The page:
At 1 am July 21, a startling announcement was made over the Reich radio that the Führer would speak live. “By now, I do not know how many times an assassination has been planned and attempted against me. If I speak to you today … you should hear my voice and know that I am unhurt and well,” he said.
Reshuffling of the Org Chart
Because of the assassination attempt, Hitler radically altered the structure of the German Armed Forces. He announced in his speech the appointment of Himmler as Commander of the Reserve, thus introducing a military neophyte to the command of important German ground forces.
The next day, Hitler named Germany’s most famous panzer expert—tanker Gen. Heinz Guderian—as Chief of the German General Staff, an open acknowledgement that the German Army officer of the old school was a thing of the past. Hitler and the Nazi Party no longer trusted its own army officer corps at all, and officers were now compelled to surrender their sidearms before being shown into the Führer’s conference rooms.
The Fuhrer’s Payback
And what of the conspirators who survived the 20th? The Nazi People’s Court in Berlin tried and convicted most of them for treason against the state. Many were executed. Both Field Marshals von Kluge and Rommel committed suicide, and Gen. Fridrich Fromm was executed by the SS.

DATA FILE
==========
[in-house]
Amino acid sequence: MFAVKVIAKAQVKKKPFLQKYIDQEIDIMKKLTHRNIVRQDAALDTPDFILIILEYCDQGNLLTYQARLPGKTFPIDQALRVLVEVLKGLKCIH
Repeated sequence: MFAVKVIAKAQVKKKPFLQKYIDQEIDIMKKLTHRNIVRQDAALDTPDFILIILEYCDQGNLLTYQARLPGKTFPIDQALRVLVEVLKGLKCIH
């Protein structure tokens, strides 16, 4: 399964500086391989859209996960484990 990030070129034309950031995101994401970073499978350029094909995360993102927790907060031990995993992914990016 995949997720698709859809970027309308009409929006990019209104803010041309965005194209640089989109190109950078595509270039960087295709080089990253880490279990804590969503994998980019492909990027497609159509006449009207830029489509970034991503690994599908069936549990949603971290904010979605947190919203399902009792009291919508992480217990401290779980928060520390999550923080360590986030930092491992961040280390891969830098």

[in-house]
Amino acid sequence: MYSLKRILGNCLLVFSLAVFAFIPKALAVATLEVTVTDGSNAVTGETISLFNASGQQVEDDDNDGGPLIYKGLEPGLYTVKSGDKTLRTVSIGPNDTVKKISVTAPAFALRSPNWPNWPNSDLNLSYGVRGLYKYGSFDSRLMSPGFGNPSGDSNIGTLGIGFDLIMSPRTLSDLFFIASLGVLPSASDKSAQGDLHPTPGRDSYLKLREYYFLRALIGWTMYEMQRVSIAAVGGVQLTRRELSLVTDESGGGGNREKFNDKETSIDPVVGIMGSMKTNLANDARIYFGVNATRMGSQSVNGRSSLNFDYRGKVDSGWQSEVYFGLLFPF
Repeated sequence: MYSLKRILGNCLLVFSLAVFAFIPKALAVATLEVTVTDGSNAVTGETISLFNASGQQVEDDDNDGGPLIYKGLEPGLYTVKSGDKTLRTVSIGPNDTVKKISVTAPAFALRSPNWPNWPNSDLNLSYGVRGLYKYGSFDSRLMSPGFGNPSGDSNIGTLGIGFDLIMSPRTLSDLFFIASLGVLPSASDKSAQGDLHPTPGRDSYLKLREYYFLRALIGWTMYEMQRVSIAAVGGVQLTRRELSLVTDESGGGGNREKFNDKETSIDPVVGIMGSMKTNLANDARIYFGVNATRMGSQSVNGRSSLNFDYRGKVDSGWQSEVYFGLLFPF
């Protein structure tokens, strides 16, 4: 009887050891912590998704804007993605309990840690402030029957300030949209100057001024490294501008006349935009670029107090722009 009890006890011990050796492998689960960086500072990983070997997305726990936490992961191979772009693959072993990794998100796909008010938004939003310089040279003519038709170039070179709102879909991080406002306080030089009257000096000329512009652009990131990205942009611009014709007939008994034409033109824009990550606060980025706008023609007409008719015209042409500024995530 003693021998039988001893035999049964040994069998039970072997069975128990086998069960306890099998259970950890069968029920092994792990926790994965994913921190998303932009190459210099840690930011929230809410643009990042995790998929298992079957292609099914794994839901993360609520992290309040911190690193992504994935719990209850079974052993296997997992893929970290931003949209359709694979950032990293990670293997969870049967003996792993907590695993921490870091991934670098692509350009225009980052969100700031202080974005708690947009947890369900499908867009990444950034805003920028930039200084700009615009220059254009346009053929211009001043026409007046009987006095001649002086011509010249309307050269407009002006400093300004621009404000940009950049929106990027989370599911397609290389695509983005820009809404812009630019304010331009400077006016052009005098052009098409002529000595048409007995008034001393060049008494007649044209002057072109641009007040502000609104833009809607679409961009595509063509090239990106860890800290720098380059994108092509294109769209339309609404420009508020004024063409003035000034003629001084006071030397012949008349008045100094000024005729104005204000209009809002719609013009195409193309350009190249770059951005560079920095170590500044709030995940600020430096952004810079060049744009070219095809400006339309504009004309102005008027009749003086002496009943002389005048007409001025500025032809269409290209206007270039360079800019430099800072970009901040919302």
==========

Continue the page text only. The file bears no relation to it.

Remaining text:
Some survived the war, however, such as Major Fabian von Schlabrendorff, who wrote a best-selling, first-person account entitled The Secret War Against Hitler.
Closing the Book on the Third Reich
The Zusammenbruch or “collapse” of the Nazi regime in May 1945 took care of the rest of the characters in the Wagnerian-style drama. Hitler, Goring, Goebbels and Himmler all committed suicide rather than face an Allied noose or firing squad, while Kaltenbrunner, Keitel, Jodl and von Ribbentrop all were hanged at Nuremberg on Oct. 16, 1946.
Skorzeny died of natural causes in 1975, as did Speer six years later—in London in the arms of a mistress! The wounded Gen. Adolf Heusinger went on to serve in the reborn German Army, the Bundeswehr, in the 1950s. The body of the last major participant, Martin Bormann, turned up in a grave in Berlin in 1972, after decades of speculation that he had escaped Allied justice and fled abroad. In reality, he was killed by Soviet fire while attempting to flee Berlin after Hitler’s death in the underground Führer Bunker.
Today, there are several public memorials in reunited Germany to the fallen heroes of the resistance plot of July 20, 1944. They may have failed, but at least they tried to do what they felt was both moral and right, and many lost their lives in the effort. As one of them, Nikolaus von Halem, said upon receiving his death sentence, “A ship may sink, but does not have to strike the flag.”
Originally Published September 27, 2018.
This article originally appeared on the Warfare History Network. Image: Reuters
This article originally appeared on the Warfare History Network.